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Posts Tagged ‘Neologism’

Flag of the United States on American astronau...

Flag of the United States on American astronaut Neil Armstrong’s space suit (Photo credit: Wikipedia)

Having spent a good part of last week and this weekend listening to the news channels practically all day, the word radicalization kept popping up.  This is not a word we use in our everyday conversation and so its use stood out in broadcast.  Of course its use and application in this instance made it all the more prominent.

It got me thinking about another word that is used again and again in news broadcasts: Embedded.  You hear this word whenever the news is about a war or war zone.  It refers to a journalist or reporter who is traveling along with a platoon or regiment and he or she are embedded with the troops.

Interesting that these two words stand out to me and I am trying to think of some more words that have been co-opted into a use other than perhaps their original meaning and intent.  Sadly, these two words apply to our state of the world where terrorism, unrest, war and strife are often front page news.

I grew up in the 50’s and other than listening to war stories from my Dad, I don’t remember any new words creeping into our vernacular.  Well let me amend that by adding astronaut, cosmonaut, sputnik and muttnik were certainly words I had not encountered up to the point when the USSR and the USA  began to race to space.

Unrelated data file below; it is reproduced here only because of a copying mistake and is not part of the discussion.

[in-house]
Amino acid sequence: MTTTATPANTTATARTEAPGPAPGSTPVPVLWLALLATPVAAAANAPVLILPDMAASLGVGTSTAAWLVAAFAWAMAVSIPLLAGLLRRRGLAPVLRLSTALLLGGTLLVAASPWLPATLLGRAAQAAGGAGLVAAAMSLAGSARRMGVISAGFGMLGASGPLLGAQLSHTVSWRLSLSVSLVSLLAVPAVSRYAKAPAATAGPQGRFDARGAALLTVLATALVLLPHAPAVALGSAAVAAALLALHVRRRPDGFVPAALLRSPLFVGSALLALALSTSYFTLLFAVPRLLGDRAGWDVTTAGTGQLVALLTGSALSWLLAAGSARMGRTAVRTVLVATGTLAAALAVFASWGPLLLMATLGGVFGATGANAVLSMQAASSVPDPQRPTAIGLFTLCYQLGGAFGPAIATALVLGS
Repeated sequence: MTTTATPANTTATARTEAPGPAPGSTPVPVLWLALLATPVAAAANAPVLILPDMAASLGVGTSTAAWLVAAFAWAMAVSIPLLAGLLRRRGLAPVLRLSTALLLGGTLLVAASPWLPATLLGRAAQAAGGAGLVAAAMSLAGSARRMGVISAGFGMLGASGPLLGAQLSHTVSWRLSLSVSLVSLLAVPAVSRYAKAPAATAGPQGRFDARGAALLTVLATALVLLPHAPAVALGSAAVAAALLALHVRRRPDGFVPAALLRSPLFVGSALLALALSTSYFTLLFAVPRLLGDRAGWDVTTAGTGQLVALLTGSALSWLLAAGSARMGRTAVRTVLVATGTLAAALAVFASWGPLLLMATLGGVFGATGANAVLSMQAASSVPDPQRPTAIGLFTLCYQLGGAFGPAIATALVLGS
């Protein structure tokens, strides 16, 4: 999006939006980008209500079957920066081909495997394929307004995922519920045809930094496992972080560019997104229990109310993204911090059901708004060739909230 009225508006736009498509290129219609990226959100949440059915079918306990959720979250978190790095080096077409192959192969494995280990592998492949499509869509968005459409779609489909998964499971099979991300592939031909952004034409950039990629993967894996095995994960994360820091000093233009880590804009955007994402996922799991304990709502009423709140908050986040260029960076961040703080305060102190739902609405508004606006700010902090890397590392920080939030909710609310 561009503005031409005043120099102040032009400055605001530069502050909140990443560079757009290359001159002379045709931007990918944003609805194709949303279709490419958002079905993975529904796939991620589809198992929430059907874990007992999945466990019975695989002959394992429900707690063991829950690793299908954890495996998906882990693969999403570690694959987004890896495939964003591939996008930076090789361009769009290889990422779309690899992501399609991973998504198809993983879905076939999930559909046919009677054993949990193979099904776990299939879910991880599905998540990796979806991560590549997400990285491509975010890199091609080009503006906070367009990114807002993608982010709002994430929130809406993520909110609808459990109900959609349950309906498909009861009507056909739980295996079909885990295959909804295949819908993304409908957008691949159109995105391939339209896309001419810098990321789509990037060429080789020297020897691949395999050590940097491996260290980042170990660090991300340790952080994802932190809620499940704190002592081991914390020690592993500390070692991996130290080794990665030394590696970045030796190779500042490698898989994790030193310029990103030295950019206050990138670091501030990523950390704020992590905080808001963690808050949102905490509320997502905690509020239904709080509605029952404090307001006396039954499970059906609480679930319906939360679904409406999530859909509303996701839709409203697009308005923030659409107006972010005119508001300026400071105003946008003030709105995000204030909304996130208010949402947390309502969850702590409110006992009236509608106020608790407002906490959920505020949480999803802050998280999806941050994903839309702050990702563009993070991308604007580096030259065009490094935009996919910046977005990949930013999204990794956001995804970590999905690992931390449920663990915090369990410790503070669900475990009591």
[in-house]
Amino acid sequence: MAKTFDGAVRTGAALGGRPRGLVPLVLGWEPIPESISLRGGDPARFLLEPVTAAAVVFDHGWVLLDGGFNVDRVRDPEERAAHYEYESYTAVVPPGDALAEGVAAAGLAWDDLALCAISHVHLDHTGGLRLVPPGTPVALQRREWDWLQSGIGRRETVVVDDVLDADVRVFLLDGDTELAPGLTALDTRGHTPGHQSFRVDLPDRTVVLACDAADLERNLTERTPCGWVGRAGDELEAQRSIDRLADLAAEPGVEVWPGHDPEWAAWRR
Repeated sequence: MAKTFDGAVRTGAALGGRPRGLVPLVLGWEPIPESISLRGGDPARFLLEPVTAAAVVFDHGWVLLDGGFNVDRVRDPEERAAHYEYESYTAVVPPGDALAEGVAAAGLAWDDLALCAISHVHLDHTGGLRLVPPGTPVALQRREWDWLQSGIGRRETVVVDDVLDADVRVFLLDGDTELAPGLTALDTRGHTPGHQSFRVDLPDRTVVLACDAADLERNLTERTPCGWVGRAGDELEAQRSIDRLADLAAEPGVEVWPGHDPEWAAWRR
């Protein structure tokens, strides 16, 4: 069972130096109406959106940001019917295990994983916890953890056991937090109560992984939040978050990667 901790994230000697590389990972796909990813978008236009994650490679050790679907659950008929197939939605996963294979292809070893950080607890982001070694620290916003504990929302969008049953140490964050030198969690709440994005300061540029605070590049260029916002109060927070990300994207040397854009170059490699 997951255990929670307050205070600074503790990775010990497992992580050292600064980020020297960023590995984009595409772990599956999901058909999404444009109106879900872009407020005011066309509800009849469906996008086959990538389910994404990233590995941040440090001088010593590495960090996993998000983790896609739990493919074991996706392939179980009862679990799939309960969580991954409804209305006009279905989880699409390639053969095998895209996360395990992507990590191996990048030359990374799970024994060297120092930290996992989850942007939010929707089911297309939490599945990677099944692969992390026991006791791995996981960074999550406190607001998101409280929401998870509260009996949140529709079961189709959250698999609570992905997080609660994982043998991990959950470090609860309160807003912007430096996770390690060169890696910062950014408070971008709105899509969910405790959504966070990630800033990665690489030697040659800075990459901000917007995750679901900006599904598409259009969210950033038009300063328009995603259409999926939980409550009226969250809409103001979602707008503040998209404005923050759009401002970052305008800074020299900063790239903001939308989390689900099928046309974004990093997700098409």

The next influx of terms and words that I remember coming into everyday use, came as a result of the Vietnam War.  Napalm, Agent Orange, guerilla warfare are just a few that come to mind (it was a long time ago).  Again the language of war!  So sad that it is under severe circumstances that the new words appear or the old ones take on a nuance, we’ve not acknowledged before.

Of course the technology of the late 70’s and 80’s and 90’s has brought us not only words but a whole new language.  Gigabytes, megabytes, micro chips, HTML, beta, VCR, CD, DVD, Tivo, hard drive, software, hardware, firewall, spam, and on and on.  I know a whole blog post could be created just with the language of technology – I could start with Hi-Fi !!

Other than the slang of youth, their own mis-use and/or decision to re-invent a meaning of a word (i.e. like, random, down, sick) and so on, I wonder what other words have come into our daily vernacular?  What words do you know or remember as taking on a new meaning or were or are being used on a much more regular basis?  PLEASE let us all know.  I just dashed this blog post off this morning without much aforethought and no research so would greatly appreciate reader input!!

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English: Six-Word Memoir book cover image

English: Six-Word Memoir book cover image (Photo credit: Wikipedia)

Hey I’ve tried a couple of times and so far have failed to ignite my readers to just think about things; like life, love, kids, work, places, people, death, relationships and to put it down in just six words.  You know what I always say, “Just Six Words, No More, No Less”.

I thought of a few today so I’ll post mine and see what comes forth!!!

1.  I thought this week was over:(

2. Full moon, frost, flock of robins!

3. A new beginning began today. YES!

4. Renewed in spirit, refreshed in hope.

5. Craks, dots, Damn! I need Bams.